October 14, 2012


Romney's Go-To Economist (DAVID SEGAL, 10/12/12, NY Times)

Mr. Hubbard received his master's and Ph.D. at Harvard and became a hugely productive scholar with a wide range of interests. Fellow conservatives view his work with pure reverence. From the left, you hear grudging caveats like, "He'll never win the Nobel Prize." He is best known for research in tax policy and government spending programs. One influential study quantified the major role that cash flow plays in driving corporations to invest.

"The lesson," says James Poterba, an economist at the Massachusetts Institute of Technology and an admirer of Mr. Hubbard, "is that if someone is looking for policy instruments that might raise investment, then lower corporate rates could do it because you change the current availability of cash for firms."

On behalf of the Romney campaign, Mr. Hubbard has argued that the Obama administration has "stuck the economy in a slow growth trap," as it was put in a recent position paper, "The Romney Program for Economic Recovery, Growth and Jobs," of which he was a co-author.

The way out of this trap, he and his co-authors wrote, is to reduce federal spending, cut marginal income tax rates by 20 percent across the board and gradually reduce the growth in Social Security and Medicare benefits for more affluent seniors. He would also like to repeal the Dodd-Frank financial legislation and the Affordable Care Act.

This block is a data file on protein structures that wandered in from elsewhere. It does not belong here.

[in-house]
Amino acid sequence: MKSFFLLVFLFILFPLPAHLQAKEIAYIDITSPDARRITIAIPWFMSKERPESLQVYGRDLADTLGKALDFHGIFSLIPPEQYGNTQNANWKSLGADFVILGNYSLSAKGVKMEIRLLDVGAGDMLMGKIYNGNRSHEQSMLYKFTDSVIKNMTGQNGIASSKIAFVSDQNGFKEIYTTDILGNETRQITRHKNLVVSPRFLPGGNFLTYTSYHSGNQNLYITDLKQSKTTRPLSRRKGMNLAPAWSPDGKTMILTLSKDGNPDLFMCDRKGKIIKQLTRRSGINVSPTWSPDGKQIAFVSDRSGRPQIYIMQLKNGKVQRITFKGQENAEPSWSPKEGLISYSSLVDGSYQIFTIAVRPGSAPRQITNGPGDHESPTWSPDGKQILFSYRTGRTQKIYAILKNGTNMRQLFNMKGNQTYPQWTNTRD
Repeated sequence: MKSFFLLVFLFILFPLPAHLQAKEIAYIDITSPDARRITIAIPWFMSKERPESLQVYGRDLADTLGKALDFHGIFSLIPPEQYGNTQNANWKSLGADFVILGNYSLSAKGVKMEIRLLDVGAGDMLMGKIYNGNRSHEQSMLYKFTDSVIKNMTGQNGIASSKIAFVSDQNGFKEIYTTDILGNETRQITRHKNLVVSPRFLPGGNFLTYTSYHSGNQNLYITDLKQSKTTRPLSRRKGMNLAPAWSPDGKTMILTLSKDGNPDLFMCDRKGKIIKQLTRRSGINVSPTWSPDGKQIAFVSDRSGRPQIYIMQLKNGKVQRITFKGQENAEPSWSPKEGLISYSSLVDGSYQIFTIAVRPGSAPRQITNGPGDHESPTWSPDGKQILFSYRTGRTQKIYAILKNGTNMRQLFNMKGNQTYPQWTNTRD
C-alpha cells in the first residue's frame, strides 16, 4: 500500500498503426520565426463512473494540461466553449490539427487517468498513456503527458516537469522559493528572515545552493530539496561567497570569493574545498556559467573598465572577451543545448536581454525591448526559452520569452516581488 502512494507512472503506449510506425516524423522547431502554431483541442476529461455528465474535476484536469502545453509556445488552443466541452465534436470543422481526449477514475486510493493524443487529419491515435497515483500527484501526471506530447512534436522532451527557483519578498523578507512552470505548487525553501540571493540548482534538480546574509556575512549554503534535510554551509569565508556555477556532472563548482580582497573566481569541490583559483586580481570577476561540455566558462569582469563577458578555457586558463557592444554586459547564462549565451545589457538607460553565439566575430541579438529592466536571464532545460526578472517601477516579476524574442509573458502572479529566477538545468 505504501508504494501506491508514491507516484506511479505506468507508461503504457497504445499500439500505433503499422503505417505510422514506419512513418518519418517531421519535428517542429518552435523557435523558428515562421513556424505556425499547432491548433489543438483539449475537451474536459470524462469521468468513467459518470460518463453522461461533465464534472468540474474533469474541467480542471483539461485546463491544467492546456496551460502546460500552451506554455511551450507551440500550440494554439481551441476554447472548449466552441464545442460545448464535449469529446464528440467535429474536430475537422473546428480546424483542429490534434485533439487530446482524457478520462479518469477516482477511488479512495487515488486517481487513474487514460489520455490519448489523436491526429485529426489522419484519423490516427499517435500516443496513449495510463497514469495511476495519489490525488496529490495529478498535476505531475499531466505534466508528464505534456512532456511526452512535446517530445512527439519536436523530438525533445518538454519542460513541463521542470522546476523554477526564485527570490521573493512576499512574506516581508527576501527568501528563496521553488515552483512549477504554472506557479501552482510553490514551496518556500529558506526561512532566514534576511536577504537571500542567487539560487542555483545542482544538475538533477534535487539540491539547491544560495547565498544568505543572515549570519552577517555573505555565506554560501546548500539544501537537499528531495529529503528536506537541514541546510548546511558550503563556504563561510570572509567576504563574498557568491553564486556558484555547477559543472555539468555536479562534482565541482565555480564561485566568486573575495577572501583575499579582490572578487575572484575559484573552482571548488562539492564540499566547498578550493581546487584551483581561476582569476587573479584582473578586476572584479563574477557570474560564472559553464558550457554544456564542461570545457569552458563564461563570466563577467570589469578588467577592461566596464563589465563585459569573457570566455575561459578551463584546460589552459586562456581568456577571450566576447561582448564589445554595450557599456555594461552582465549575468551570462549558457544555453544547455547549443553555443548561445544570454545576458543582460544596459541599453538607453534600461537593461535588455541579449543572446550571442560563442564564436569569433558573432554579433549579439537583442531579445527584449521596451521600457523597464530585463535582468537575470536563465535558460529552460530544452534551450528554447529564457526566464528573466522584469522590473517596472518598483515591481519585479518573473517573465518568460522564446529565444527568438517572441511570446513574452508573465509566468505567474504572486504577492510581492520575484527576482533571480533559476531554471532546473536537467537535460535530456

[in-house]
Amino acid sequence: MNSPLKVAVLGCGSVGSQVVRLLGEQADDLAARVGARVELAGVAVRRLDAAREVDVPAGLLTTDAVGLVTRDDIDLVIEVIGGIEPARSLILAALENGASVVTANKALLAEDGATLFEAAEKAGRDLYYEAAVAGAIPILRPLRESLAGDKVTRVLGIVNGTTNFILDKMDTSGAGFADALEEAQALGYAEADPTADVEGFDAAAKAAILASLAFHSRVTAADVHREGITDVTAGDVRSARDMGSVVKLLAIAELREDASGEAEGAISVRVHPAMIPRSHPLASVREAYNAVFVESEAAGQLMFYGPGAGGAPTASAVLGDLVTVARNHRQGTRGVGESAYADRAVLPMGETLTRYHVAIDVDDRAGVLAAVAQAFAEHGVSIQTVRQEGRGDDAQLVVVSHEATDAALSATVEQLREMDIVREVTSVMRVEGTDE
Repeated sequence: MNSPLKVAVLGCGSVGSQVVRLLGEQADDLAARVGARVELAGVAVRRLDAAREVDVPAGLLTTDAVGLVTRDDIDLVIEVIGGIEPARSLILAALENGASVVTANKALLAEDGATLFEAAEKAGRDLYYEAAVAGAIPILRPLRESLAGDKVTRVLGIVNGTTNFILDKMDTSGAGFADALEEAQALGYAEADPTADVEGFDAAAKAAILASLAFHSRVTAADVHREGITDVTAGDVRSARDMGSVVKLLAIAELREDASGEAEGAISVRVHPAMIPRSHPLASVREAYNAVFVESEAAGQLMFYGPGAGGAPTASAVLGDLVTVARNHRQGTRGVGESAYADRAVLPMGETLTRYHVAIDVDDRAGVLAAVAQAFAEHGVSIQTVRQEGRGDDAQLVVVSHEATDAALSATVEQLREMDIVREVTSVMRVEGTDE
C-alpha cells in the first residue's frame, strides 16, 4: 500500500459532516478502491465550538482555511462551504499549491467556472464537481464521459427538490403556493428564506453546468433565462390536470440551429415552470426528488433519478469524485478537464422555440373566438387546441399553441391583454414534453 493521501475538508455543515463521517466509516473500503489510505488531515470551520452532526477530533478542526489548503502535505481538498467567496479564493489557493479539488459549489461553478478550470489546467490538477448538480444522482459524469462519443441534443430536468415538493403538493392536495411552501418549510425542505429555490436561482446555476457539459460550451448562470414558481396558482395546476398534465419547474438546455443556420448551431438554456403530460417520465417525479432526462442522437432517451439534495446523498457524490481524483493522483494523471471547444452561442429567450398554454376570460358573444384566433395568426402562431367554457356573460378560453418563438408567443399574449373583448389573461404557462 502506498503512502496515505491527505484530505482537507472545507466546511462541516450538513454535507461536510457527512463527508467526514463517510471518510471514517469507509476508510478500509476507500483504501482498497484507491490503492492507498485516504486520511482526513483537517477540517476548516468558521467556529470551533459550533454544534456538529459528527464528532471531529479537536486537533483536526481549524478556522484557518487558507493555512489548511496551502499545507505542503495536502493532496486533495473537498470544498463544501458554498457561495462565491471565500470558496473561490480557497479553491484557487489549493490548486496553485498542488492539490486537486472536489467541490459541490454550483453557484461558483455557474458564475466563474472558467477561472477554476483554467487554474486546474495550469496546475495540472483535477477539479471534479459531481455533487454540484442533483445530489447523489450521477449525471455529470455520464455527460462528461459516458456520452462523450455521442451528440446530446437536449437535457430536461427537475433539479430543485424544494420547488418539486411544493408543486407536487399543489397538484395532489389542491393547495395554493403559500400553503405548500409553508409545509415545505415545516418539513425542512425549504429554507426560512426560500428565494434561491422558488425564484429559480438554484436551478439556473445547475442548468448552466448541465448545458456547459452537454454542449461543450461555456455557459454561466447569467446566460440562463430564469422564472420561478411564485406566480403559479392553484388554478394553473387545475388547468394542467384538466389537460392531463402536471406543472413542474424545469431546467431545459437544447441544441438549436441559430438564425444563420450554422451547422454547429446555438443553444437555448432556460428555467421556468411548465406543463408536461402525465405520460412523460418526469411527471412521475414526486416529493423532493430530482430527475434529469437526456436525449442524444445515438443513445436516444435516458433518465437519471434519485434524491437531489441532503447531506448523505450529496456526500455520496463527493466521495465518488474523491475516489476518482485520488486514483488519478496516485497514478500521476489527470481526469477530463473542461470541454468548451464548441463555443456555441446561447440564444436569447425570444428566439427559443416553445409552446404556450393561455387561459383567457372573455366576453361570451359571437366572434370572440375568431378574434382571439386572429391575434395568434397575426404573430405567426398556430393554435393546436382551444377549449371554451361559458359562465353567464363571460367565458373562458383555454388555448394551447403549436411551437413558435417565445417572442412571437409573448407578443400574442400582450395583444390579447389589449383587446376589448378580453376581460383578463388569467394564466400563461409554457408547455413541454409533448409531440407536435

That paper, of course, is a campaign document, but if Mr. Hubbard has any differences with Mr. Romney on economic matters, he won't name them. "I support Governor Romney's economic program," he wrote when asked if his candidate had any taken positions he does not support.

If Mr. Hubbard becomes Treasury secretary, cutting taxes would very likely be his highest priority. Altering the tax code to encourage savings and bolster investment has been one of his favorite causes. While serving under President Bush as chairman of the Council of Economic Advisers, he pushed to reduce dividend taxes to zero. (Ultimately, the top tax rate on dividends was cut by more than half, to 15 percent.)

While Mitt Romney is hardly a revolutionary, a transition from taxing income/investment to taxing consumption, so that you force the sort of savings that enable you to reduce social welfare spending, would continue the revolution that W began.

Posted by at October 14, 2012 7:59 AM

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